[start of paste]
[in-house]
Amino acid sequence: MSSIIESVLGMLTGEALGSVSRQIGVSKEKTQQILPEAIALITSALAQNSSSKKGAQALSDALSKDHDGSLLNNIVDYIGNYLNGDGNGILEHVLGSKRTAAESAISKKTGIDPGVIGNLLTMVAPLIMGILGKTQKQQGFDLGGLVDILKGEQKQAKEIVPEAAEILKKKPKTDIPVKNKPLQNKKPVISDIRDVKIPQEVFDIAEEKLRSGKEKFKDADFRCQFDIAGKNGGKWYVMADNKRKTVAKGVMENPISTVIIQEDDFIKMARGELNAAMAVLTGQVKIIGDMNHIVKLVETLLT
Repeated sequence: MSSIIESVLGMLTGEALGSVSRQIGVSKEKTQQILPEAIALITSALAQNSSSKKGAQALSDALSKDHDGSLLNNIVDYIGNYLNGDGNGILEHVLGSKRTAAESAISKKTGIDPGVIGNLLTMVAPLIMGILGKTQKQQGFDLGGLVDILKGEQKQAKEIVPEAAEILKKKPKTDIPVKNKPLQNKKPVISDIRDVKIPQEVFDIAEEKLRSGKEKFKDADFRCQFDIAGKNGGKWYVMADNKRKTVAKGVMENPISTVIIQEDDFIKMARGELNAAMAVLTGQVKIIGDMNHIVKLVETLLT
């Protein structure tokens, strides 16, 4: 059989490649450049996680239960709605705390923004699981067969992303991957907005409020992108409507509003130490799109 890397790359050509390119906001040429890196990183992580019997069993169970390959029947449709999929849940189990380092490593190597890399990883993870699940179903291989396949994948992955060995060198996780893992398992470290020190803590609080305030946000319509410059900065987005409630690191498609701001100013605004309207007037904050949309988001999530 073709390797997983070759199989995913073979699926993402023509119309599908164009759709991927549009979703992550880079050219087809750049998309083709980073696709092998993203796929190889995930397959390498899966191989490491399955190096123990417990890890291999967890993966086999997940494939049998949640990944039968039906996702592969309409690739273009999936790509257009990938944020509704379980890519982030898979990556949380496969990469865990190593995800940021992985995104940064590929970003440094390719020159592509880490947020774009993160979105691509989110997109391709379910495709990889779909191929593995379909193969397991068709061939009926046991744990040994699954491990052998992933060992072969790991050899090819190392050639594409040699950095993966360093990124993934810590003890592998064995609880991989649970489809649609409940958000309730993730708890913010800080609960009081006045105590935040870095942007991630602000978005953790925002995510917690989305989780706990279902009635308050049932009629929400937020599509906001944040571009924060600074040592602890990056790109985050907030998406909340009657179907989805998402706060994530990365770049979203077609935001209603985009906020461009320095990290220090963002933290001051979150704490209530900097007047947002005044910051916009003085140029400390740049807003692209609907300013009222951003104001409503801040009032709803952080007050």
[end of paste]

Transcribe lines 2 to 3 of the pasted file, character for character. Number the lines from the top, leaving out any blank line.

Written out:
Amino acid sequence: MSSIIESVLGMLTGEALGSVSRQIGVSKEKTQQILPEAIALITSALAQNSSSKKGAQALSDALSKDHDGSLLNNIVDYIGNYLNGDGNGILEHVLGSKRTAAESAISKKTGIDPGVIGNLLTMVAPLIMGILGKTQKQQGFDLGGLVDILKGEQKQAKEIVPEAAEILKKKPKTDIPVKNKPLQNKKPVISDIRDVKIPQEVFDIAEEKLRSGKEKFKDADFRCQFDIAGKNGGKWYVMADNKRKTVAKGVMENPISTVIIQEDDFIKMARGELNAAMAVLTGQVKIIGDMNHIVKLVETLLT
Repeated sequence: MSSIIESVLGMLTGEALGSVSRQIGVSKEKTQQILPEAIALITSALAQNSSSKKGAQALSDALSKDHDGSLLNNIVDYIGNYLNGDGNGILEHVLGSKRTAAESAISKKTGIDPGVIGNLLTMVAPLIMGILGKTQKQQGFDLGGLVDILKGEQKQAKEIVPEAAEILKKKPKTDIPVKNKPLQNKKPVISDIRDVKIPQEVFDIAEEKLRSGKEKFKDADFRCQFDIAGKNGGKWYVMADNKRKTVAKGVMENPISTVIIQEDDFIKMARGELNAAMAVLTGQVKIIGDMNHIVKLVETLLT